wherein R1 to R9 and X are to be defined later.

According to one embodiment, the present invention provides a method for activating human APCs which comprises culturing human-derived APCs in vitro with a glycoside compound (2S, 3S, 4R)-1-(α-D-galactopyranosyloxy)-2-hexacosanoylamino-3,4-octadecanediol or a salt thereof.

The present invention also provides activated human APCs which can be prepared by culturing human-derived APCs in vitro with at least one of the glycoside compounds represented by formula (A) above or salts thereof.

The present invention further provides a method for treating cancer and infectious diseases including AIDS, which comprises applying an APC therapy with such activated human APCs as defined above.

The present invention further provides a use of such activated human APCs as defined above in the preparation of a medicine for treating cancer and infectious diseases including AIDS by application of the APC therapy.

BRIEF DESCRIPTION OF THE DRAWINGS

FIG. 1 shows the amount of 3H-TdR taken up into the cells variously treated as described. In FIG. 1, “V-APC” and “KRN-APC” refer to human peripheral blood-derived APCs pretreated with a vehicle and KRN7000, respectively.

FIG. 2 shows a relationship between the number of APCs and the amount of 3H-TdR taken up into an allogeneic T cells. In FIG. 2, “V-APC” and “KRN-APC” refer to human umbilical cord blood-derived APCs (CDlc+ cells) stimulated with a vehicle and KRN7000, respectively.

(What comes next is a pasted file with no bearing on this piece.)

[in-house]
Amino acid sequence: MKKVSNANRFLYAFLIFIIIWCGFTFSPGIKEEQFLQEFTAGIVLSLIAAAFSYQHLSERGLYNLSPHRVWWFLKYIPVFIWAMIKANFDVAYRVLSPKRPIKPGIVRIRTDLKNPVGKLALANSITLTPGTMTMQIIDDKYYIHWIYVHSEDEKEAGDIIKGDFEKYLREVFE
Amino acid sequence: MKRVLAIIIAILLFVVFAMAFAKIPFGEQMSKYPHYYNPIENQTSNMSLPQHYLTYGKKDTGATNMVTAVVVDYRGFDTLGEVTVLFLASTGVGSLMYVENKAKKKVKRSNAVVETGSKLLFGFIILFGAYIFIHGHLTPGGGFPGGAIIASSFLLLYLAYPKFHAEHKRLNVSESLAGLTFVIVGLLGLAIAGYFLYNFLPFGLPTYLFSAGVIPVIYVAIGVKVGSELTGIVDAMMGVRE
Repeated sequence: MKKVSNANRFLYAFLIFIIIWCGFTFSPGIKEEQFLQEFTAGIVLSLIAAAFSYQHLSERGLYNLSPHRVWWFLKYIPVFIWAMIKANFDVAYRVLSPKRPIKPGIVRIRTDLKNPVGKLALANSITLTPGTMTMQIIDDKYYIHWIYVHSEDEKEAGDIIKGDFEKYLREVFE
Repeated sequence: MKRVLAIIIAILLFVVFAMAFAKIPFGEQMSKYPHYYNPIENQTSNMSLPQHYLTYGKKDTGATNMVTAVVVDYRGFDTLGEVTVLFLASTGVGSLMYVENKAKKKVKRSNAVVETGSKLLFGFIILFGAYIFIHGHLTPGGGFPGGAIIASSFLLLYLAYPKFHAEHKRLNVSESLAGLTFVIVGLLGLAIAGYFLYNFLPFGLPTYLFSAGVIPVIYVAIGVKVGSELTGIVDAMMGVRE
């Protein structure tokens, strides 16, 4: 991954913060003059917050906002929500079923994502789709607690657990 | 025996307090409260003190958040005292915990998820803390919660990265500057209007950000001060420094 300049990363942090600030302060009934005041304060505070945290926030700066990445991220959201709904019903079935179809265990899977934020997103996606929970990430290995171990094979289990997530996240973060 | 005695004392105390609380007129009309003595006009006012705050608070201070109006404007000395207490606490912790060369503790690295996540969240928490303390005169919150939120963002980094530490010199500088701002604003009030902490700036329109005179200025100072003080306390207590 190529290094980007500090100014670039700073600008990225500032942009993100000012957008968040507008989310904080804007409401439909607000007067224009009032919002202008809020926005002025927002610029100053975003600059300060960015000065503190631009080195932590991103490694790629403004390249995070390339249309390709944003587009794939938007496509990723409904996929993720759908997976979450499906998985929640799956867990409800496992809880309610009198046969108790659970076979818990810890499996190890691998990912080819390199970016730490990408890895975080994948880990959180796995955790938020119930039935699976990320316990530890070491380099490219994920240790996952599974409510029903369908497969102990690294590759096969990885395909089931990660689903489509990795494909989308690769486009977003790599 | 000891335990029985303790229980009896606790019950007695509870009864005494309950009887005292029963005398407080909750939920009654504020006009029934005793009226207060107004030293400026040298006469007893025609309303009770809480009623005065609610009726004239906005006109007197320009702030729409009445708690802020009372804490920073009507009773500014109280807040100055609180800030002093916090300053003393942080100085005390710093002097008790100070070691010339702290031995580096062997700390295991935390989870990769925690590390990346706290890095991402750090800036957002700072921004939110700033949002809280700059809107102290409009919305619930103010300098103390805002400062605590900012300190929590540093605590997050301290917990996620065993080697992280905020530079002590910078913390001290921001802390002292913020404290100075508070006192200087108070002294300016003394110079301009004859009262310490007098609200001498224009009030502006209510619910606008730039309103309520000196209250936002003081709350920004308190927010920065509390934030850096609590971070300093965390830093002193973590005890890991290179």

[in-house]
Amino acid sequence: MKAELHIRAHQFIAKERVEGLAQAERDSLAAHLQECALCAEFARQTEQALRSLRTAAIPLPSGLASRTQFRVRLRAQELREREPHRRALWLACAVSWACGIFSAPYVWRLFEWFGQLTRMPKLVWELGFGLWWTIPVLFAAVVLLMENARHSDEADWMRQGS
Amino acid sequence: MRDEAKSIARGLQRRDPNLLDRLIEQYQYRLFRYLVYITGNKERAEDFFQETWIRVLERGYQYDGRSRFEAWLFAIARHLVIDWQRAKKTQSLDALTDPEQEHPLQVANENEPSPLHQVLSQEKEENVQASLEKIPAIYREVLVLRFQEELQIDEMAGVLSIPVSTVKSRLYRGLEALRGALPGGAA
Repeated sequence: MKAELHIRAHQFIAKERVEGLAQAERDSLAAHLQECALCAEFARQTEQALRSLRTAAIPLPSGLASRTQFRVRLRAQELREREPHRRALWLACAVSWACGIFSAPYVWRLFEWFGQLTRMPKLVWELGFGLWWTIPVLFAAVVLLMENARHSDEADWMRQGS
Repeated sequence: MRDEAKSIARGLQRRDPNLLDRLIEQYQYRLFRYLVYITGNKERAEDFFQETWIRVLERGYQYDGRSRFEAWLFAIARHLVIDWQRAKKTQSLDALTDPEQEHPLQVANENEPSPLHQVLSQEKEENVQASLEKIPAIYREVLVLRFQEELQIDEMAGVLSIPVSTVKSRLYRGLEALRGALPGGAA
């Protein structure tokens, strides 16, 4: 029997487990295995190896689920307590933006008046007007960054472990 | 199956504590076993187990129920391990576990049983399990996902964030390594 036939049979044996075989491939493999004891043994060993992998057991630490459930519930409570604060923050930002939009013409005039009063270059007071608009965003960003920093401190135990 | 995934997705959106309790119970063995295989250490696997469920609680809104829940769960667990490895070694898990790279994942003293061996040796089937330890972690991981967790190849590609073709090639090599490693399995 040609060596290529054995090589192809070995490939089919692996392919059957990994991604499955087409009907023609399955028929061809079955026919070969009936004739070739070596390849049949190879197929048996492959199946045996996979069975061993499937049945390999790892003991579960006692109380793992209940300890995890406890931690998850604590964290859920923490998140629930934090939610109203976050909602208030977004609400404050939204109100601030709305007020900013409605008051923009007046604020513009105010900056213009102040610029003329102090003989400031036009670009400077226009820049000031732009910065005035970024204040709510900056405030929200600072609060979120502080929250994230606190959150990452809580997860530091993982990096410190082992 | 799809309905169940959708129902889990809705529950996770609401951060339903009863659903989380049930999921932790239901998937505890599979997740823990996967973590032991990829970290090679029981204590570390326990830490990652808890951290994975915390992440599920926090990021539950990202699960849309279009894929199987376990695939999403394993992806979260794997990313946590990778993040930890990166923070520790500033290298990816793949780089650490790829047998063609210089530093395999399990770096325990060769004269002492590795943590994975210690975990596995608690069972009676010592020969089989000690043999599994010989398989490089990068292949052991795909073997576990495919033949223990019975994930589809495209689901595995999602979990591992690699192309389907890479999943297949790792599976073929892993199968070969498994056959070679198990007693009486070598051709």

FIG. 3 shows a relationship between the number of APCs and the amount of 3H-TdR taken up into autologous T cells. In FIG. 3, “V-APC” and “KRN-APC” refer to the same APCs as those used in FIG. 2.

FIG. 4 shows a relationship between the number of APCs and the amount of 3H-TdR taken up into spleen cells. In FIG. 2, “V-APC”, “KRN-APC”, “583-APC”, 517-APC”, “564-APC”, “563-APC” and “562-APC” refer to murine spleen-derived APCs pretreated with a vehicle, KRN7000, AGL-583, AGL-517, AGL-564, AGL-563 and AGL-562, respectively.

FIG. 5 shows the survival periods of EL-4-bearing mice when murine spleen-derived APCs pretreated with a vehicle or KRN7000 were injected intravenously to the mice.

FIG. 6 shows a relationship between the number of APCs and the amount of 3H-TdR taken up into T cells. In FIG. 6, “V-APC” and “KRN-APC” refer to murine bone marrow-derived APCs pretreated with a vehicle and KRN7000, respectively.

FIG. 7 shows the weight of the liver of a tumor-bearing mouse when the V-APC or KRN-APC prepared in the same manner as in FIG. 6 was injected intravenously into the mouse.

FIG. 8 shows a relationship between the number of APCs and the amount of 3H-TdR taken up into spleen cells. In FIG. 8, “V-APC” and “KRN-APC” refer to murine epidermis-derived APCs pretreated with a vehicle and KRN7000, respectively.

FIG. 9 shows the volume of a subcutaneous tumor for each of the tumor-bearing mice when the APCs pretreated with a vehicle, a vehicle+B16−tumor cell lysate, KRN7000 or KRN7000+B16-tumor cell lysate (V-APC, V-T-APC, KRN-APC or KRN-T-APC, respectively), respectively, was injected intravenously to the mice.

FIG. 10 shows a relationship between the number of APCs given after culturing for 3 days and the amount of 3H-TdR taken up into human peripheral blood-derived FcR cells. In FIG. 10, “V-APC”, “KRN-APC”, “V-APC-GM” and “KRN-APC-GM” refer to human peripheral blood-derived APCs pretreated with a vehicle, KRN7000, a vehicle+GM-CSF+IL4 and KRN+GM-CSF+IL4, respectively.

FIG. 11 shows a relationship between the number of APCs given after culturing for 7 days and the amount of 3H-TdR taken up into human peripheral blood-derived FcR cells. In FIG. 11, “V-APC-GM” and “KRN-APC-GM” refer to the same APCs as those used in FIG. 10.